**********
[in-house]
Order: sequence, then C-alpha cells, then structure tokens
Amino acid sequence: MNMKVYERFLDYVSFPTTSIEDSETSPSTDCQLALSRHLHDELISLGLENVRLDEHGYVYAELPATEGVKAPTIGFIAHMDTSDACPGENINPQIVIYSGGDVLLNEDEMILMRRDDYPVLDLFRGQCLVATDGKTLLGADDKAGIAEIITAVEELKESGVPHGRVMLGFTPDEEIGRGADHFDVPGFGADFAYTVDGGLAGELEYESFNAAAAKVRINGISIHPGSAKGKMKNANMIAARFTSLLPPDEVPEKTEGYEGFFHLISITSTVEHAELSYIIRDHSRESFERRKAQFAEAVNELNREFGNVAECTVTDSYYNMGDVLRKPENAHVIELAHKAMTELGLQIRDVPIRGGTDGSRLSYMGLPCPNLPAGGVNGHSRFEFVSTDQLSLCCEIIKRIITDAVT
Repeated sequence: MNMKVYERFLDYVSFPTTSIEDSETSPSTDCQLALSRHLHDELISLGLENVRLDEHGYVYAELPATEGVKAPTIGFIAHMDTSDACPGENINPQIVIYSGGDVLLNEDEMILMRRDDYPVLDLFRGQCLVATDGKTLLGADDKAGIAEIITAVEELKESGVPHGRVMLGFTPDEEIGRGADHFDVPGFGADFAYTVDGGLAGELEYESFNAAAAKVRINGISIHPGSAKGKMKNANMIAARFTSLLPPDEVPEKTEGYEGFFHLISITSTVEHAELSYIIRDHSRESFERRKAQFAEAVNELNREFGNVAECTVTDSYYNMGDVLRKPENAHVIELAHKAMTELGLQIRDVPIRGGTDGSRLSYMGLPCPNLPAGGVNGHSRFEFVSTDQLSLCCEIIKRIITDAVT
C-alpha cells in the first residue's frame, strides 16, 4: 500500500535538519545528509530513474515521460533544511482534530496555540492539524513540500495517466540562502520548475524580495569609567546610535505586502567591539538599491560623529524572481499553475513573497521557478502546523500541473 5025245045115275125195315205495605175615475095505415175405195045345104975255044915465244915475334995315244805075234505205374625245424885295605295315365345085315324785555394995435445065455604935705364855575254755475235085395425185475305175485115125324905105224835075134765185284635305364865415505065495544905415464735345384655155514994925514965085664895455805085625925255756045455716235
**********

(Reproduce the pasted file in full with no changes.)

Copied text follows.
[in-house]
Order: sequence, then C-alpha cells, then structure tokens
Amino acid sequence: MNMKVYERFLDYVSFPTTSIEDSETSPSTDCQLALSRHLHDELISLGLENVRLDEHGYVYAELPATEGVKAPTIGFIAHMDTSDACPGENINPQIVIYSGGDVLLNEDEMILMRRDDYPVLDLFRGQCLVATDGKTLLGADDKAGIAEIITAVEELKESGVPHGRVMLGFTPDEEIGRGADHFDVPGFGADFAYTVDGGLAGELEYESFNAAAAKVRINGISIHPGSAKGKMKNANMIAARFTSLLPPDEVPEKTEGYEGFFHLISITSTVEHAELSYIIRDHSRESFERRKAQFAEAVNELNREFGNVAECTVTDSYYNMGDVLRKPENAHVIELAHKAMTELGLQIRDVPIRGGTDGSRLSYMGLPCPNLPAGGVNGHSRFEFVSTDQLSLCCEIIKRIITDAVT
Repeated sequence: MNMKVYERFLDYVSFPTTSIEDSETSPSTDCQLALSRHLHDELISLGLENVRLDEHGYVYAELPATEGVKAPTIGFIAHMDTSDACPGENINPQIVIYSGGDVLLNEDEMILMRRDDYPVLDLFRGQCLVATDGKTLLGADDKAGIAEIITAVEELKESGVPHGRVMLGFTPDEEIGRGADHFDVPGFGADFAYTVDGGLAGELEYESFNAAAAKVRINGISIHPGSAKGKMKNANMIAARFTSLLPPDEVPEKTEGYEGFFHLISITSTVEHAELSYIIRDHSRESFERRKAQFAEAVNELNREFGNVAECTVTDSYYNMGDVLRKPENAHVIELAHKAMTELGLQIRDVPIRGGTDGSRLSYMGLPCPNLPAGGVNGHSRFEFVSTDQLSLCCEIIKRIITDAVT
C-alpha cells in the first residue's frame, strides 16, 4: 500500500535538519545528509530513474515521460533544511482534530496555540492539524513540500495517466540562502520548475524580495569609567546610535505586502567591539538599491560623529524572481499553475513573497521557478502546523500541473 5025245045115275125195315205495605175615475095505415175405195045345104975255044915465244915475334995315244805075234505205374625245424885295605295315365345085315324785555394995435445065455604935705364855575254755475235085395425185475305175485115125324905105224835075134765185284635305364865415505065495544905415464735345384655155514994925514965085664895455805085625925255756045455716235